I don’t know about you, but it feels like just yesteryear that Evergrey, seminal Swedish prog power metallers, released their last album, The Storm Within. Turns out, that was two and a half years ago, and they’re following it up in coldest January with The Atlantic, which is way less nautically themed than it at first glance appears to be. Judging by the album cover, it’s more colorful than its predecessor, but no more vibrant, and as it turns out, that judgment is fairly accurate for the music itself as well. In so many ways - basically all the ways – this album is so much what can be expected from Evergrey. It’s their eleventh album, so obviously they’ve found what works for them and they’re running with it. And still in comparison with the latest few releases, which were bleak and… “down”, there’s a certain liveliness here.
The release was preceded by no less than three singles, a full third of the full length songs on the album. The first of them also acts as the album opener, A Silent Arc; it is perhaps the most disappointing thing about the album. While it starts of well enough with some refreshing riffing and rhythm play, the moment Englund’s first verse ends, the whole thing just stagnates into a slow mesh of boring melodies and disengaging rhythms. The few moments it picks up speed again it’s somewhat interesting, but on the whole it’s the worst way they could have opened the album. Take instead second single, Weightless, which has a little more accessibility to it, with a kind of groove to the riffing and an all round more energetic approach. Luckily, the album picks up heaps a few songs in. Especially after The Tidal (a one minute intro to the following track), when the emotive presence just gets closer and the keyboards a bigger role to play alongside Englund’s vocals; Rikard Zander's keys might should need bigger emphasis, because they usually bring out that emotional touch that contrasts the harshness of Henrik Danhage’s fleshy guitars.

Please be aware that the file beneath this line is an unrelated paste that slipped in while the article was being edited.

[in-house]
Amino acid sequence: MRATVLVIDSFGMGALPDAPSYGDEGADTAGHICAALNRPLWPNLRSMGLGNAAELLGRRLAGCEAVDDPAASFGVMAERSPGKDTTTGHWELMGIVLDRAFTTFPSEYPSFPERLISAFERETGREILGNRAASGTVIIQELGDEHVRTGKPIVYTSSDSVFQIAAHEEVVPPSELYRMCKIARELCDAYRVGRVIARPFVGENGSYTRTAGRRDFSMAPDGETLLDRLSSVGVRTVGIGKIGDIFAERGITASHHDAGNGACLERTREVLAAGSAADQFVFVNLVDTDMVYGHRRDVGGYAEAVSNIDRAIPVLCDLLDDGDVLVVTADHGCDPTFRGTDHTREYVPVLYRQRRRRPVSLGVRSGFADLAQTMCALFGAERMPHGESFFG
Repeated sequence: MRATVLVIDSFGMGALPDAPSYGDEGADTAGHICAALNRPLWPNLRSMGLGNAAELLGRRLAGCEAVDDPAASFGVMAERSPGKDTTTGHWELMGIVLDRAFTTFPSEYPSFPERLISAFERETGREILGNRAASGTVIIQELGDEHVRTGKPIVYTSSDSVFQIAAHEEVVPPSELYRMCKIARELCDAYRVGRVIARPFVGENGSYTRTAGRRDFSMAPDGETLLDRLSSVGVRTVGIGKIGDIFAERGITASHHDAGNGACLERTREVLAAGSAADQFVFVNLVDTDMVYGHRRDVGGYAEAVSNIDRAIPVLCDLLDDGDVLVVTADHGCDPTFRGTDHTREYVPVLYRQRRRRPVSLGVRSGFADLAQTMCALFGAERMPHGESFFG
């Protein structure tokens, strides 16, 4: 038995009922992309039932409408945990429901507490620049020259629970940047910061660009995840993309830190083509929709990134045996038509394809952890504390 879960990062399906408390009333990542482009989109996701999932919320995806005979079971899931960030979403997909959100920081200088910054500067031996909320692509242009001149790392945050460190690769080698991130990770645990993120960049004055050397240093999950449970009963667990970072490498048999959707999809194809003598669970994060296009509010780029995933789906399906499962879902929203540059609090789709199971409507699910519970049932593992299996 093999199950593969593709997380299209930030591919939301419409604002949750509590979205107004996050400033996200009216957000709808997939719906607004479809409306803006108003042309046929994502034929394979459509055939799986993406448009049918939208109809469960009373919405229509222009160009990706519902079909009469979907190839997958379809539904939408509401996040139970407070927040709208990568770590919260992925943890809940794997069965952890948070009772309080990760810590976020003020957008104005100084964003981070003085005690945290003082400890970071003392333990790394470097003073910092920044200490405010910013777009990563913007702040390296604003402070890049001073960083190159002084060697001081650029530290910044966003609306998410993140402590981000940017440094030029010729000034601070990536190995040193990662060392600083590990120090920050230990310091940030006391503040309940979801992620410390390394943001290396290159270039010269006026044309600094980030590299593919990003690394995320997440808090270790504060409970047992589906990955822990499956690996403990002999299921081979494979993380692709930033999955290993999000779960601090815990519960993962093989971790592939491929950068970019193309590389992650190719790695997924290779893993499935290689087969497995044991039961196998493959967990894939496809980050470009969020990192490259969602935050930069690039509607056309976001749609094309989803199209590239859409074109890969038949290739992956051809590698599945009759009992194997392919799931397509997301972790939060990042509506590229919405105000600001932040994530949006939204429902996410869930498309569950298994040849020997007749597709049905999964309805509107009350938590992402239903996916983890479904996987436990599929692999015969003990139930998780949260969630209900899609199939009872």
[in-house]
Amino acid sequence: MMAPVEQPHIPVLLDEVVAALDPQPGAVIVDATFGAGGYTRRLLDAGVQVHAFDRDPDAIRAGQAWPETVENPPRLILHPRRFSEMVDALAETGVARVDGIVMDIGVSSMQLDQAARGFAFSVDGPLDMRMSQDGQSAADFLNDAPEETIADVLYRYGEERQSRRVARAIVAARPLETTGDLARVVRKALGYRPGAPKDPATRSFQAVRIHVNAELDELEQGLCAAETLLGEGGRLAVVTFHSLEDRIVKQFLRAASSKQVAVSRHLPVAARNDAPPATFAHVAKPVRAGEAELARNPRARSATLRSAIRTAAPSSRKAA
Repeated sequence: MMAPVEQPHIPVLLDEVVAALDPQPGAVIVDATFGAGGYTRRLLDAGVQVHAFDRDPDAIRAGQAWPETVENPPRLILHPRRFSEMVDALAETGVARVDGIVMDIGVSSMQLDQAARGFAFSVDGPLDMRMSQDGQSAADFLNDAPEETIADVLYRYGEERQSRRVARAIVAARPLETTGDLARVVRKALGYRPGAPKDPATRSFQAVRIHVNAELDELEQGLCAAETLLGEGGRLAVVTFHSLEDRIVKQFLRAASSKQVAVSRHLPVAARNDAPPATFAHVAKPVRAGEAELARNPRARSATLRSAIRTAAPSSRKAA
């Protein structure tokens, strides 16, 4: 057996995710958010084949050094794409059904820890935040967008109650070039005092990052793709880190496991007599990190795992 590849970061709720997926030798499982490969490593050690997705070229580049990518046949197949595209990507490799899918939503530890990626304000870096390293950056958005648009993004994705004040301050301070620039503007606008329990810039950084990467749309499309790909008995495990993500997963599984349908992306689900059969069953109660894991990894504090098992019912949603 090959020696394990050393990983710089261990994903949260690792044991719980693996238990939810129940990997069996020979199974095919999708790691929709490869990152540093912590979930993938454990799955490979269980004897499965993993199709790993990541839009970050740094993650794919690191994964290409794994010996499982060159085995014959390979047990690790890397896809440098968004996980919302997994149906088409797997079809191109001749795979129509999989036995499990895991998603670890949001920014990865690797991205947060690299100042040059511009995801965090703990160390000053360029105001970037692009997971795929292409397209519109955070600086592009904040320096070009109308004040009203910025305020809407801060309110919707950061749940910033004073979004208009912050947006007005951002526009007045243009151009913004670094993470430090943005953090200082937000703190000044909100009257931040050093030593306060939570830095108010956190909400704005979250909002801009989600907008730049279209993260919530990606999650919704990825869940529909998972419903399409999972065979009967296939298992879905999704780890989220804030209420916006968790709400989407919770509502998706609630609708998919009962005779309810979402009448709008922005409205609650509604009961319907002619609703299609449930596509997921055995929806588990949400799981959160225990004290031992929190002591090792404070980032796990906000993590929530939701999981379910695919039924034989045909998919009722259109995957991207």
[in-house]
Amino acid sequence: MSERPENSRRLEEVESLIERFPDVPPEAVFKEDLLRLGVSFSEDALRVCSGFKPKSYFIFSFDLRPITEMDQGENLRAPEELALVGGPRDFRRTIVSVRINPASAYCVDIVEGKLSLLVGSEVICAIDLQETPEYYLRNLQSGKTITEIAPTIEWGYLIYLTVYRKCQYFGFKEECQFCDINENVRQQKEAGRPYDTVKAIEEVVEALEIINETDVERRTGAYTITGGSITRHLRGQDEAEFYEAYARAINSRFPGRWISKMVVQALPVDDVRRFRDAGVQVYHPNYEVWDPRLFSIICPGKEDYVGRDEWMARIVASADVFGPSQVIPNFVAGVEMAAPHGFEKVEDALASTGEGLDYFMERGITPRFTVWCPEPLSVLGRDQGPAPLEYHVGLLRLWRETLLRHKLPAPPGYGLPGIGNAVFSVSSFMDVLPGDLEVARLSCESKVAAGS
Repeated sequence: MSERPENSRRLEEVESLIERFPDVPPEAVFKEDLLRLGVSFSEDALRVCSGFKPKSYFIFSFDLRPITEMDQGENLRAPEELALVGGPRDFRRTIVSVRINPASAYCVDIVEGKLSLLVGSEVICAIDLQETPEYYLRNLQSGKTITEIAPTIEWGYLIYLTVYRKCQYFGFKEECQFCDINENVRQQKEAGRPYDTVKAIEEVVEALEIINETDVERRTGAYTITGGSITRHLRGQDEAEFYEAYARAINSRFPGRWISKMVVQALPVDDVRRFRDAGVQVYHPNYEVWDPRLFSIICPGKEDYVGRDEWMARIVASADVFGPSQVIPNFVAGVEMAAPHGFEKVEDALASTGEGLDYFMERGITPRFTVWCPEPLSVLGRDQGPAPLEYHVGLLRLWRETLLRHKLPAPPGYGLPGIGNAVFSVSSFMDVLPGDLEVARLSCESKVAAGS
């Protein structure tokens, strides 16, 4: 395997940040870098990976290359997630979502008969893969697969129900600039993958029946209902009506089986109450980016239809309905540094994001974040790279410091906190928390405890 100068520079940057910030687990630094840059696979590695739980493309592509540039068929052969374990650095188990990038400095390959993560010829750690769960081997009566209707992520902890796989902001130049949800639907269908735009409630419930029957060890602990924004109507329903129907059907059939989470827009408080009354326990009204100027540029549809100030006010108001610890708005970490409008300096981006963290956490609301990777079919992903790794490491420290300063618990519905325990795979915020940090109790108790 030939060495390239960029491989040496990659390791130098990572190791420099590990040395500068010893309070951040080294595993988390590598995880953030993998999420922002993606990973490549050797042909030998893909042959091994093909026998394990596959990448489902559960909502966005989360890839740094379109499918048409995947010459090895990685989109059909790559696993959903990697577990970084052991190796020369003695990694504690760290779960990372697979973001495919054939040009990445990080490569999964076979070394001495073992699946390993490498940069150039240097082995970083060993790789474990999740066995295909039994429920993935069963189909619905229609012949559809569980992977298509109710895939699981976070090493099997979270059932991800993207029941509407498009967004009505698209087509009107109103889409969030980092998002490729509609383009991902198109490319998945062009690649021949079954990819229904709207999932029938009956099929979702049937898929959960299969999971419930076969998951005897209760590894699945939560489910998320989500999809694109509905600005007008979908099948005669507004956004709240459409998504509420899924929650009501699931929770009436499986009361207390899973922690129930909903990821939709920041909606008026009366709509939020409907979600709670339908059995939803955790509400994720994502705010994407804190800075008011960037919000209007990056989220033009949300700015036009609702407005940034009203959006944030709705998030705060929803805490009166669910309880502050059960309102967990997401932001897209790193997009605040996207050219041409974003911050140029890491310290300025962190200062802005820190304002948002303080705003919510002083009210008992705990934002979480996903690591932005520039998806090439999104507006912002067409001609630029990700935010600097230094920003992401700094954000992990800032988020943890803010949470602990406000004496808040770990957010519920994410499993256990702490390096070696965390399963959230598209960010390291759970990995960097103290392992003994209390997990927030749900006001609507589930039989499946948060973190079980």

Englund was of course recently picked up by American progpower outfit Redemption, giving their latest release a kind of new fire, but somehow he manages to sound more tired here. He too picks up when the music does, bringing plenty of life to the best tracks on here, which are best simply because the musicianship and Englund’s fine vocals come together so nicely; Currents is likely the best example with its fleshy intro by Danhage accompanied by the tightest rhythm section on the album - and how it picks up towards the end with Danhage and Zander battling behind Englund is a thing of beauty - but the entire closing 20 minutes shows it strongly. The album is basically flawless in terms of musicianship, and Evergrey are sounding even tighter than on the preceding full length, and the songwriting isn’t anything you can complain about either. What’s amiss is the pacing; starting off with the drag that is A Silent Arc and then alternating between the livelier tracks and the slower, drearier ones. Bottom line is, Evergrey fans won’t hate this and non-Evergrey fans will like it. It’s good.
Standout tracks: Currents, Departure, The Beacon